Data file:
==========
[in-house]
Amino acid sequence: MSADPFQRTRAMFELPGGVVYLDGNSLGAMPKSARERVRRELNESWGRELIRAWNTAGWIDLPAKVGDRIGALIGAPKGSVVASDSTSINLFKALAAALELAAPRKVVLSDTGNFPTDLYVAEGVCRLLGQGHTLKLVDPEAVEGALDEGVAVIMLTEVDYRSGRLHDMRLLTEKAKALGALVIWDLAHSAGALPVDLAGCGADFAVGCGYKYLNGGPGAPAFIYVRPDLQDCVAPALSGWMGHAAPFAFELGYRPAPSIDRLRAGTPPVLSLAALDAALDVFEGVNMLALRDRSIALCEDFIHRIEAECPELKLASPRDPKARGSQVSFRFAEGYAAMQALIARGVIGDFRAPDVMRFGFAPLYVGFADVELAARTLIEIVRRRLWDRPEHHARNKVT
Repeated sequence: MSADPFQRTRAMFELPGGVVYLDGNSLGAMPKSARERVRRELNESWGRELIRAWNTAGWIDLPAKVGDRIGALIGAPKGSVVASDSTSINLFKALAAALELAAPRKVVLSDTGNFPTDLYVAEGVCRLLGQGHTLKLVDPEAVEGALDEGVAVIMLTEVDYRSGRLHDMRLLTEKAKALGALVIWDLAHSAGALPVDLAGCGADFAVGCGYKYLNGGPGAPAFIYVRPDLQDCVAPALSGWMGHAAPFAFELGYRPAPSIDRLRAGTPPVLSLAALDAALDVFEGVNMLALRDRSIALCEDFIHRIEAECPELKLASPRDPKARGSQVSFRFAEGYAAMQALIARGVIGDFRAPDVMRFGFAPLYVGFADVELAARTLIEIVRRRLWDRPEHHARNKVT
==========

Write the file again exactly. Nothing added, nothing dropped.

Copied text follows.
[in-house]
Amino acid sequence: MSADPFQRTRAMFELPGGVVYLDGNSLGAMPKSARERVRRELNESWGRELIRAWNTAGWIDLPAKVGDRIGALIGAPKGSVVASDSTSINLFKALAAALELAAPRKVVLSDTGNFPTDLYVAEGVCRLLGQGHTLKLVDPEAVEGALDEGVAVIMLTEVDYRSGRLHDMRLLTEKAKALGALVIWDLAHSAGALPVDLAGCGADFAVGCGYKYLNGGPGAPAFIYVRPDLQDCVAPALSGWMGHAAPFAFELGYRPAPSIDRLRAGTPPVLSLAALDAALDVFEGVNMLALRDRSIALCEDFIHRIEAECPELKLASPRDPKARGSQVSFRFAEGYAAMQALIARGVIGDFRAPDVMRFGFAPLYVGFADVELAARTLIEIVRRRLWDRPEHHARNKVT
Repeated sequence: MSADPFQRTRAMFELPGGVVYLDGNSLGAMPKSARERVRRELNESWGRELIRAWNTAGWIDLPAKVGDRIGALIGAPKGSVVASDSTSINLFKALAAALELAAPRKVVLSDTGNFPTDLYVAEGVCRLLGQGHTLKLVDPEAVEGALDEGVAVIMLTEVDYRSGRLHDMRLLTEKAKALGALVIWDLAHSAGALPVDLAGCGADFAVGCGYKYLNGGPGAPAFIYVRPDLQDCVAPALSGWMGHAAPFAFELGYRPAPSIDRLRAGTPPVLSLAALDAALDVFEGVNMLALRDRSIALCEDFIHRIEAECPELKLASPRDPKARGSQVSFRFAEGYAAMQALIARGVIGDFRAPDVMRFGFAPLYVGFADVELAARTLIEIVRRRLWDRPEHHARNKVT